21 Sep 2017   |   News

EU promises beefed up cyber agency and more money for research and training

A broad package of initiatives includes €50M for a pilot of a new European Cybersecurity Research and Competence Centre to train specialists and an EU-wide cyber security certification scheme

EU Security Commissioner Julian Kind at a press conference following the State of the Union Address 2017. Photo: European Commisison

The European Commission has unveiled plans to bolster cyber security by setting up a dedicated training centre, strengthening its intelligence sharing agency, hosting cyber war games and introducing stricter consumer safeguards.

An increase in web-based exploitation attacks, or ransomware, such as this year’s WannaCry worm that locked up more than 200,000 computers around the world, plus growing concerns over election hacking by foreign states, convinced the Commission of the need to increase its investment in cyber resilience, said EU Security Commissioner Julian Kind, announcing the plan. 

A new European Cybersecurity Research and Competence Centre will be set up to train and recruit specialists. The centre, essentially a network of member state cyber research organisations and labs, will not launch fully until after 2020, but the Commission has proposed providing €50 million for a pilot under Horizon 2020.

In addition, the European Union Agency for Network and Information Security (ENISA), which at present works as an advice service is to be given new operational duties and renamed the EU Cyber Security Agency.

New responsibilities will include organising annual cyber drills to help EU and national public authorities improve their cyber security capabilities.

The agency will also gain a new role of advising the Commission on cyber research. “There’s a lot more we can do,” said Udo Helmbrecht, head of ENISA. “For example, we need to look more at hacking technology such as quantum key distribution, something which China is leading on. It needs a business case.”

Agency staff numbers will increase from 84 to 125 and the budget will double to €23 million a year.

High cost of cyber attacks

The incidence of hacking is rising fast, with the Commission estimating that more than 4,000 ransomware attacks occurred worldwide every day since 2016, a 300 per cent increase on 2015. Last year 80 per cent of European companies experienced at least one cyber incursion. Cybercrime costs €265 billion a year and that could quadruple by 2019.

“There are two types of company, those which have been attacked, and those which don’t know they have been attacked,” was the warning from Commission vice-president for the digital single market Andrus Ansip.

The WannaCry worm exposed cyber vulnerabilities in May when it brought down hospital IT systems in the UK, railway ticket machines in Germany and parts of the FedEx network in the US.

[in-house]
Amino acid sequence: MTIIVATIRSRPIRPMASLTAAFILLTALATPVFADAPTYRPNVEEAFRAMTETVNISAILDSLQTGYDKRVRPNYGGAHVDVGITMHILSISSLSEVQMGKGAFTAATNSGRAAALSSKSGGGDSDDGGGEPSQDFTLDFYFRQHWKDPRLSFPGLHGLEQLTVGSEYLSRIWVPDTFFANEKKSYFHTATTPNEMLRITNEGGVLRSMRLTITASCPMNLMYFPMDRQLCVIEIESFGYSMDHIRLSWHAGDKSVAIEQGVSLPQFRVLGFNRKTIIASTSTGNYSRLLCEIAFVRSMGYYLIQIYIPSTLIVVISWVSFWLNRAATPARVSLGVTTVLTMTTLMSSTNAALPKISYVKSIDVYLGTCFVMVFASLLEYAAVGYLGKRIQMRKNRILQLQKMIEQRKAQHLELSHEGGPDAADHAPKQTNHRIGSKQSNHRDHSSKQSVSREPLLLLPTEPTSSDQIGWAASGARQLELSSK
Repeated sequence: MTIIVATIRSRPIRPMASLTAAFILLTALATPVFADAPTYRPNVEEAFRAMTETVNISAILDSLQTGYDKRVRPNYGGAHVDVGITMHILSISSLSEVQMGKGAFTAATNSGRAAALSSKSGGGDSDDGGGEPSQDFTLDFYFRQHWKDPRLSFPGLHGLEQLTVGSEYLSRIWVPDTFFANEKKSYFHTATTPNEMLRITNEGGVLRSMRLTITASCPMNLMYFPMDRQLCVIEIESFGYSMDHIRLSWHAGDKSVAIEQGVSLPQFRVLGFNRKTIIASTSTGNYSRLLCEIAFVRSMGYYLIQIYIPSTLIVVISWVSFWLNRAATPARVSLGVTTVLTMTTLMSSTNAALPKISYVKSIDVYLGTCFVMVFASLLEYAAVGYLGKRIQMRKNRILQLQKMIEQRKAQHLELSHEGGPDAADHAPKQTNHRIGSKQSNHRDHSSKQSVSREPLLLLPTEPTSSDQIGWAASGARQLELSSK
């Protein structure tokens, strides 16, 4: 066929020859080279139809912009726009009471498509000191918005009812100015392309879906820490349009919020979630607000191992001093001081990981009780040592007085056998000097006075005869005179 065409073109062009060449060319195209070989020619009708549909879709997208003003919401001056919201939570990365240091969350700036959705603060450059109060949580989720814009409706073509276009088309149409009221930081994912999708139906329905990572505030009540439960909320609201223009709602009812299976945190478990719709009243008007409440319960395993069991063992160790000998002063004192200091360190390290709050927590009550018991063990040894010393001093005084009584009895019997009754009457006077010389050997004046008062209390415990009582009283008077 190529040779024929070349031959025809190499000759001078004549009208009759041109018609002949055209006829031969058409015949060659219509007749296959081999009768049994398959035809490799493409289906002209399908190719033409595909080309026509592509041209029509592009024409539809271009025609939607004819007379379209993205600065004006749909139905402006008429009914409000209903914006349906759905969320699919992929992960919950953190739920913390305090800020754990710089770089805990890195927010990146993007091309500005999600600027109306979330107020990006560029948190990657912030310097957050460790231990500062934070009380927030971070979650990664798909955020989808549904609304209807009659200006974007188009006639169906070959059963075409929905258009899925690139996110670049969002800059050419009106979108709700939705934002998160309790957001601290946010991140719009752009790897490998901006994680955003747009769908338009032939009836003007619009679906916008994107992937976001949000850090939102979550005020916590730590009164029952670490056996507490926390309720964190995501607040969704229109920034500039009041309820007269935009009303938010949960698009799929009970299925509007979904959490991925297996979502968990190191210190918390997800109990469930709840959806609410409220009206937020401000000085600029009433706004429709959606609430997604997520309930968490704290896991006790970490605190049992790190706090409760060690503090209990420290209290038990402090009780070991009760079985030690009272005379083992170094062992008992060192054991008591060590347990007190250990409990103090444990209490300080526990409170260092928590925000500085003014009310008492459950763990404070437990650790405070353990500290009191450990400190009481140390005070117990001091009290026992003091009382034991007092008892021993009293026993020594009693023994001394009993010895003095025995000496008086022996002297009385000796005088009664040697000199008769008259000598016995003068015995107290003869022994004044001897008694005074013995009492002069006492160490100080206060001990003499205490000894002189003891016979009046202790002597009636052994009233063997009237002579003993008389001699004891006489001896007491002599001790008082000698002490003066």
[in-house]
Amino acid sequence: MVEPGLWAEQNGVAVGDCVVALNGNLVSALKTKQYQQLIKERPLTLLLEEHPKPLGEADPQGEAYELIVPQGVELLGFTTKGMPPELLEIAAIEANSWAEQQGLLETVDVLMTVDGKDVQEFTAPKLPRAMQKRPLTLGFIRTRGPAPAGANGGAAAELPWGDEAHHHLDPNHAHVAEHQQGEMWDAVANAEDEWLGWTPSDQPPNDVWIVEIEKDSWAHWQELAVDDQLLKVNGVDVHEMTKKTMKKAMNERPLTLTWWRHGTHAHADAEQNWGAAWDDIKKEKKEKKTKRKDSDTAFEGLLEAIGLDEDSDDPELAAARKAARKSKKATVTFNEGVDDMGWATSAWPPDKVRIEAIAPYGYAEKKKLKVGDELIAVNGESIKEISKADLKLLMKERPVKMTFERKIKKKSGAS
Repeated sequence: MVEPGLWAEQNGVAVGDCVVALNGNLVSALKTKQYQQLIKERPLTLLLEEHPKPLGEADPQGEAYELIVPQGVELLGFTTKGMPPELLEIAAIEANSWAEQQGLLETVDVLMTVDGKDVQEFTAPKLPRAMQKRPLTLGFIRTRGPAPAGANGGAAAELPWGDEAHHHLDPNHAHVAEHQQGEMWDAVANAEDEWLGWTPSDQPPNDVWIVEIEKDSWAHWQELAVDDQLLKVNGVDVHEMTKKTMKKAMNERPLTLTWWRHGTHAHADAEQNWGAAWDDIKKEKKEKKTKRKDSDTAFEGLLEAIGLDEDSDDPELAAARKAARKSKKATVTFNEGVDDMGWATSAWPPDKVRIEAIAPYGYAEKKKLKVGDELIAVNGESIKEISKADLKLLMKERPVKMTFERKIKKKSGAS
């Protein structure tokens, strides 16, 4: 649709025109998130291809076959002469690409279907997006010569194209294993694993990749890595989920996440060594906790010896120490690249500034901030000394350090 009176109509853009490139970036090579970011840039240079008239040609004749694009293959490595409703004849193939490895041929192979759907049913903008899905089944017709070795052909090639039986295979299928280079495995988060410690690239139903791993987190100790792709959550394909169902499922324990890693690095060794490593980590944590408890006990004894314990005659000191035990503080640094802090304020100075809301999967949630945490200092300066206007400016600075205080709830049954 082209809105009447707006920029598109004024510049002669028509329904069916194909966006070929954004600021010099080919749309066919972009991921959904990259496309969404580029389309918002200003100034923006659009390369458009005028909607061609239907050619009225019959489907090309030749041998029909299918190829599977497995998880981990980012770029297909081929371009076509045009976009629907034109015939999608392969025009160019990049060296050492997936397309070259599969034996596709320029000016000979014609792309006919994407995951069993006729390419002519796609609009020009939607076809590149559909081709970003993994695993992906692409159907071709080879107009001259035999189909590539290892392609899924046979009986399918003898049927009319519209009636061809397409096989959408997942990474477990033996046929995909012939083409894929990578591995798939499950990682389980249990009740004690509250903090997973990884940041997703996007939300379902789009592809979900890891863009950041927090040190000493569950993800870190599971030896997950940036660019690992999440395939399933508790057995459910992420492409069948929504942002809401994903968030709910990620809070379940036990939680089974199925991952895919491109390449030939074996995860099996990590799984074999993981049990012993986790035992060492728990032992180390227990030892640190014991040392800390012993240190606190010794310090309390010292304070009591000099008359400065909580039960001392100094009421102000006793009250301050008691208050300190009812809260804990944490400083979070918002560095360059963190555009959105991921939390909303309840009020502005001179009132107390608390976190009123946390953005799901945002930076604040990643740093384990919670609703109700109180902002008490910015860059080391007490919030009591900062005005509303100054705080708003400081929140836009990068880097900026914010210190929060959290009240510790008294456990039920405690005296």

The gang behind the attack was after money, in the form of the virtual currency Bitcoin. The Commission says that new laws and penalties are needed for committing cybercrime and is proposing there should be a jail term of two to five years for fraud using online currencies.

The cyber security proposals will need to be approved by the European Parliament and EU states before becoming law.

New technical standards

It is also proposed that ENISA create a voluntary scheme to certify the cyber security level of products and services.

Cyber security researchers have highlighted vulnerabilities in everything from cameras to cars, robots to refrigerators. The certification scheme will validate compliance with cyber security standards of the billions of devices connected to the internet, in the same way that EU labelling aids trustworthiness around food.

“You use EU-wide quality seals for cars, planes and food, so now why not the internet of things too,” said Helmbrecht. “We need quality assurance and liability for all these items.”

New safety labels should save businesses some money. Currently, the UK and France have national schemes, but the costs are high. To get a certificate for an internet connected smart meter, for example, costs about €150,000. The Commission is promising that the new certificates will be recognised across the EU, cutting administrative burdens and costs.

There has been a mixed reaction to this proposal. The Software Alliance, a lobby group which represents companies including Apple, IBM, Microsoft and Siemens, warned that if Europe opts for regional standards, "it will not effectively address the shortcomings and vulnerabilities of a fragmented approach to cyber threats."

It would make more sense if devices had to be fitted with a “best-by date”, with manufacturers required to provide software updates in a timely manner, to ensure protection is maintained, said Julia Reda and Jan Philipp Albrecht, both Members of the European Parliament.

“Updates are the most important tool to ensure the sustained security and integrity of systems and networks we use,” the MEPs said. “Last year, massive internet outage was caused when software vulnerabilities in legacy Wi-Fi routers, and other devices connected to the internet, were exploited.”

Calls to relocate cyber agency

ENISA, which was set up in 2004, has offices in Athens and Heraklion, a town on the island of Crete.

A UK House of Lords investigation said its location has led to problems in recruiting and retaining staff. The double location has also been criticised by the European Court of Auditors and the EU Parliament.

There have been calls to re-locate the agency when its current mandate expires in 2020. However, the Commission says it will not intervene on the issue. “The question of where the new agency goes will be taken by member states,” said Mariya Gabriel, Commissioner for the Digital Economy and Society.